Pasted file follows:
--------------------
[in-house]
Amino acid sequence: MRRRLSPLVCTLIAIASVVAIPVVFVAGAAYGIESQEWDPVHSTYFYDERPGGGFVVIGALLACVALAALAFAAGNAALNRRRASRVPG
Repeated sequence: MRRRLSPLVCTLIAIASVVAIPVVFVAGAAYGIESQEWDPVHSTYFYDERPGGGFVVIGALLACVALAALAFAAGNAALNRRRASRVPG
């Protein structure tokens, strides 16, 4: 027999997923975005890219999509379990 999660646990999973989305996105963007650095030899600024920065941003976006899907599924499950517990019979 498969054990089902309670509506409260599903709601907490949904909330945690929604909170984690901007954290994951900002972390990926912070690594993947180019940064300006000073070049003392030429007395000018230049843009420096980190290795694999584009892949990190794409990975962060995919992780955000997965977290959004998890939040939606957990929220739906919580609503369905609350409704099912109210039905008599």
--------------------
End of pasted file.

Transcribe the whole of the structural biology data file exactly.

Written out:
[in-house]
Amino acid sequence: MRRRLSPLVCTLIAIASVVAIPVVFVAGAAYGIESQEWDPVHSTYFYDERPGGGFVVIGALLACVALAALAFAAGNAALNRRRASRVPG
Repeated sequence: MRRRLSPLVCTLIAIASVVAIPVVFVAGAAYGIESQEWDPVHSTYFYDERPGGGFVVIGALLACVALAALAFAAGNAALNRRRASRVPG
């Protein structure tokens, strides 16, 4: 027999997923975005890219999509379990 999660646990999973989305996105963007650095030899600024920065941003976006899907599924499950517990019979 498969054990089902309670509506409260599903709601907490949904909330945690929604909170984690901007954290994951900002972390990926912070690594993947180019940064300006000073070049003392030429007395000018230049843009420096980190290795694999584009892949990190794409990975962060995919992780955000997965977290959004998890939040939606957990929220739906919580609503369905609350409704099912109210039905008599």